2,000 years ago the Roman’s established a trading port on the banks of the River Thames at a point where the river could be bridged.
Ever since then, that port, which they called Londinium and we call London, has been a major trading city. We have several London walks that explore the streets of the city tracing it from its Roman origins to the present day.
London’s history has not always run smoothly. Almost from its beginnings it has faced down triumph and disaster. In AD60 the Iceni Queen, led a revolt that almost saw the end of Roman occupation in England.
Leading a swarming army of angry tribes folk she swept into London, fired its buildings, and slaughtered in the region of 70,000 Romano-Londoners.
To this day, about 18 feet below the current street level there is a level of red ash, known to archaeologists as the Boudica layer, that remembers this first major disaster in London’s history.
It seems also that at some stage in the 120′s the city was again destroyed by fire.
The Romans departed these shores between AD407 and AD410 and since their departure London has seen many fires. The two most notable were in 1666, when the Great Fire of London destroyed the medieval City of London (we actually do this on our Great Fire of London walk) and again in the 1940′s when the bombs of the London Blitz razed the City once more.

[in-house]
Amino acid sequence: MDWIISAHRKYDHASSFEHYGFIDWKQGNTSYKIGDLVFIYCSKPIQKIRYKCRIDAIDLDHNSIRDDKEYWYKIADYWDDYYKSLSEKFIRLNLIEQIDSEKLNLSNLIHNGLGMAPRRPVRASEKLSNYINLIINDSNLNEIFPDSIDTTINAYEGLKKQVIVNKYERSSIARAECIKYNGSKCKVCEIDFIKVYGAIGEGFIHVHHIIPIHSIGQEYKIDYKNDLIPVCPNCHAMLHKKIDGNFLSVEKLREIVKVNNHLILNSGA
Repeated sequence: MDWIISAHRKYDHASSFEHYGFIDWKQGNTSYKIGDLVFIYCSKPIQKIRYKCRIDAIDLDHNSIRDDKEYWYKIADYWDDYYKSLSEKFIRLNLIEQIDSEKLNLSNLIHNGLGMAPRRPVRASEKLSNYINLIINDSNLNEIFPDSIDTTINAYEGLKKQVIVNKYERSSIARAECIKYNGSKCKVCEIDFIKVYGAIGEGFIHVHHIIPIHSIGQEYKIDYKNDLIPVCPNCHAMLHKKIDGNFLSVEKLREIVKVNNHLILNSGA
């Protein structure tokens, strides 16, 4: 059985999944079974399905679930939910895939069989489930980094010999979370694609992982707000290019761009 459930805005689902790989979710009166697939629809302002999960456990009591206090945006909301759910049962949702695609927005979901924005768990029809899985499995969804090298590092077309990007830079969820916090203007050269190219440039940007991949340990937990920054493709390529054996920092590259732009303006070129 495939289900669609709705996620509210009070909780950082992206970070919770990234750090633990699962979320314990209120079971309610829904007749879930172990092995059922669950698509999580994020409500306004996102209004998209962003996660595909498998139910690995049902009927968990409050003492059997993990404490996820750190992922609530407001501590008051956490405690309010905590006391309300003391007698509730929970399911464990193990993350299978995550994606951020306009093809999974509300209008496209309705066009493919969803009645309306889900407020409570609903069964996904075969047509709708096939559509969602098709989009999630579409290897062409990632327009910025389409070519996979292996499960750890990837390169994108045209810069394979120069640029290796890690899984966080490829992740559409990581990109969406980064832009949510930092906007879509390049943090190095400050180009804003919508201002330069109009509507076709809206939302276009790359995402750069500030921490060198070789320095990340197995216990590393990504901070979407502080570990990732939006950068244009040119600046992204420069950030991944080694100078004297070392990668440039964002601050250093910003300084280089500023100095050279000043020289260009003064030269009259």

This latter destruction is covered in great detail on our Blitz London walks, which tells the story of how, between September 1940 and May 1941, the bombs rained down as the Nazis tried to obliterate the financial powerhouse of the British war effort, demoralize the the population and destroy the historical centre of London. A huge amount of damage was inflicted on the City, thousands were killed and thousands more made homeless.
But the spirit of London stood firm. “London can take it” was the can do attitude that the people adopted and, spurred on by their great wartime leader Winston Churchill, London did indeed take it.
After the war, with much of the City a wasteland of destruction, London did what it has always done when faced with fire. It rose from the ashes, stronger and more vibrant. But, as happened so many times in it past, little pockets of the old city were left and still survive today, sometimes hidden away behind the new gleaming offices of the 21st century financial hub that the City of London has become.
This is the City that our London walks set out to explore and on our tours you can see Roman remains, medieval walls, ancient street patterns and lovely old churches, some in ruin, some still standing proud.
And on every street to the left of the street name you will see the coat of arms of the City of London, the emblem of the white shield with the red cross of St George. In its top left corner the short sword of St Paul, the patron saint of the City of London and the City’s motto emblazoned beneath it Dios Dirige Nos – O Lord Guide Us.
So why not join us on one of our London walks that explores this historic heart of the city where 2,000 years of fascinating history are just waiting to be discovered and uncovered.